The Student News Site of Kent State University

a magazine

The Student News Site of Kent State University

a magazine

The Student News Site of Kent State University

a magazine

Is Virality Killing Authenticity?

Photographer: Allison Freidly // Stylist: Cece Kirk // Model: Katie Pham

In today’s digital age, a viral moment is priceless–or at least that’s what brands think. Seeing millions of people viewing your content is sure to make you feel like you’ve achieved great success, however, when said content lacks substance and relies on sensationalism to attract viewership, the outcome isn’t always an unparalleled success.

In recent years, fashion weeks around the world have been inundated with shows that rely on gags to create viral moments. All the bells and whistles are meant to create buzz surrounding the designer’s collection, however, it often overshadows it because media coverage tends to focus on mud wrestling rather than what fashion week is all about: the clothes.

A viral moment has the ability to propel a brand into mainstream media. This is the appeal for brands, especially rising ones, to “clickbait-ify” their shows. The hope is when the masses see their outlandish or strange demonstrations, it will help increase brand awareness and drive sales. However, if that viral clip lacks authenticity then it can do more harm than good for a brand, company or organization.

Compromising meaningful content that truly aligns with a brand’s values for something that will get clicks might get you viral, but it is the quality of viewers that matters not the quantity.

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  • Photographer: Allison Freidly // Stylist: Cece Kirk // Model: Katie Pham

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Not only is virality not the best channel for selling, but it can also alter the reputation of a brand. A viral clip could successfully increase brand awareness, but if that clip is inconsistent with the brand’s core values, then they have either attracted the wrong audience or disappointed its target audience.

Take Elena Velez’s Fall ‘23 NYFW show as an example: millions of people viewed clips of models dredging through the mud in her collection and ending the show with a good ol’ fashioned mud wrestle. For the vast majority of viewers, the takeaway is the shock of the mud wrestle, not her name or her collection. Even though she had meaning behind the idea and it gave her exposure, she is now known as the “muddy designer” by the majority of people who viewed the clip, especially people who are not well-versed in the art and fashion world.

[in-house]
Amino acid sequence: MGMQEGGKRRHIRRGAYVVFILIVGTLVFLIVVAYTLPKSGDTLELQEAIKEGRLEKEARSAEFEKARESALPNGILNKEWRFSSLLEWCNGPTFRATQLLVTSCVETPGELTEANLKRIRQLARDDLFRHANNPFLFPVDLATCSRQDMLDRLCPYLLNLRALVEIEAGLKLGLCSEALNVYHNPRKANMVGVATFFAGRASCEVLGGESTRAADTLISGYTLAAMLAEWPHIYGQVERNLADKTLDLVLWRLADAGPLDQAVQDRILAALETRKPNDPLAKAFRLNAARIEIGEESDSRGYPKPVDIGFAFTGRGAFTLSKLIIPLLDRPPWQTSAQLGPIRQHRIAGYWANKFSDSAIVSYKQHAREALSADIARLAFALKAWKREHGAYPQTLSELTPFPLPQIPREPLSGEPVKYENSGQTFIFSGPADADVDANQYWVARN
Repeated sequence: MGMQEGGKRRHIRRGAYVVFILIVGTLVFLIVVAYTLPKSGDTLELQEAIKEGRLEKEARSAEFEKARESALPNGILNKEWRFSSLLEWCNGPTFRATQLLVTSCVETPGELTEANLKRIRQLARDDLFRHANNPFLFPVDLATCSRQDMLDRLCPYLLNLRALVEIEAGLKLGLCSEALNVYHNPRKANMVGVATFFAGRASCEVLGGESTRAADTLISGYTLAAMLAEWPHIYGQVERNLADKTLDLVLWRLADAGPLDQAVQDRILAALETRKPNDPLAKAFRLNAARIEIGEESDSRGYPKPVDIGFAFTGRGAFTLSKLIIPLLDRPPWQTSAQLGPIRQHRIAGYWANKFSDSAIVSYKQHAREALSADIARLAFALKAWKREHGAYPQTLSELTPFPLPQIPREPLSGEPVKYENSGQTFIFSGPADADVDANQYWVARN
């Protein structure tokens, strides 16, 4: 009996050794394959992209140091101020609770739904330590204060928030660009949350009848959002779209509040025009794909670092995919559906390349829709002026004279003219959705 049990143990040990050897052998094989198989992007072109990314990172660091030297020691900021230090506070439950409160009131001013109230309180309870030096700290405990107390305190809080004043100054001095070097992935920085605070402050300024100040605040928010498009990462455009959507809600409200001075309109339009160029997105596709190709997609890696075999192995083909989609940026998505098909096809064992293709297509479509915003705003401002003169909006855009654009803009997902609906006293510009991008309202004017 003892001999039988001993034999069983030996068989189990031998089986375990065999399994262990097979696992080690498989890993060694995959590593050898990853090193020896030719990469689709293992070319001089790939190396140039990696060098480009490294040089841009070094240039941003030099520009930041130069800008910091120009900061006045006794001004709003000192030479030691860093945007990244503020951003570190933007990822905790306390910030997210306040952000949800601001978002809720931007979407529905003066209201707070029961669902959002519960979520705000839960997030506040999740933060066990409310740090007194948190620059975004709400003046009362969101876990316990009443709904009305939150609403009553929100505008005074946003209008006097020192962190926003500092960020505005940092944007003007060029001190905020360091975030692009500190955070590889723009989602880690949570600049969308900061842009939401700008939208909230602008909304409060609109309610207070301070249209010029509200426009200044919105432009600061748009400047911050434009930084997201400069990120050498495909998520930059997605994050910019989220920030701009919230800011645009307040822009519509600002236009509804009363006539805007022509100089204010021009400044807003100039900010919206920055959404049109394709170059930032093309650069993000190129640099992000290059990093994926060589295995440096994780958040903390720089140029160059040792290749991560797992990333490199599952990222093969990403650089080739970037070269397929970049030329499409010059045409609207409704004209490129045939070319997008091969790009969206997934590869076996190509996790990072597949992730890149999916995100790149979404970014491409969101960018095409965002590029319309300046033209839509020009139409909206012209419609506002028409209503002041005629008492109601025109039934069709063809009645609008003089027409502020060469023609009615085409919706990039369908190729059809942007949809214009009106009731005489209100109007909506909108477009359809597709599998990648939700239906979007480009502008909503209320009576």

According to Ava Gilchrist in an article for Grazia Magazine, in her show notes, Velez describes the mud fiasco as a “creative interpretation of the reorganization of contemporary society around feminine expressions of control and behavioral modeling.” That perplexing, mouthful response says something and nothing at the same time, which makes it safe to say that she chose that specific mode of expression because it was the most jarring. The shock factor will get you viral, but if not done correctly, it will happen in a “one-hit wonder” type of way.

Here are four of the most jarring runway shows from this year’s spring and fall fashion weeks. Whether these are truly examples of authentic creative expression or simply competitive attempts to be the most avant-garde show of the week, they are definitely worth watching and pondering about.

1. Elena Velez NYFW AW23
“The Longhouse”

2. AVAVAV Milan AW23
“Fake It Till You Break It”

3. AVAVAV Milan SS24
“No Time to Design, No Time to Explain”

4. Victor and Rolf SS23
“Late Stage Capitalism Waltz”

Today, social media is arguably the most useful marketing tool for brands. Nonetheless going viral shouldn’t be the end goal. If this trend gains traction, we risk losing authenticity in fashion and will be left with a generation of designers more focused on gaining social media clout than displaying their collections with meaningful demonstrations.

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Hi! I’m Annie Gleydura, A Magazine’s editor-in-chief. My staff and I are committed to bringing you the most important and entertaining news from the realms of fashion, beauty and culture. We are full-time students and hard-working journalists. While we get support from the student media fee and earned revenue such as advertising, both of those continue to decline. Your generous gift of any amount will help enhance our student experience as we grow into working professionals. Please go here to donate to A Magazine. 

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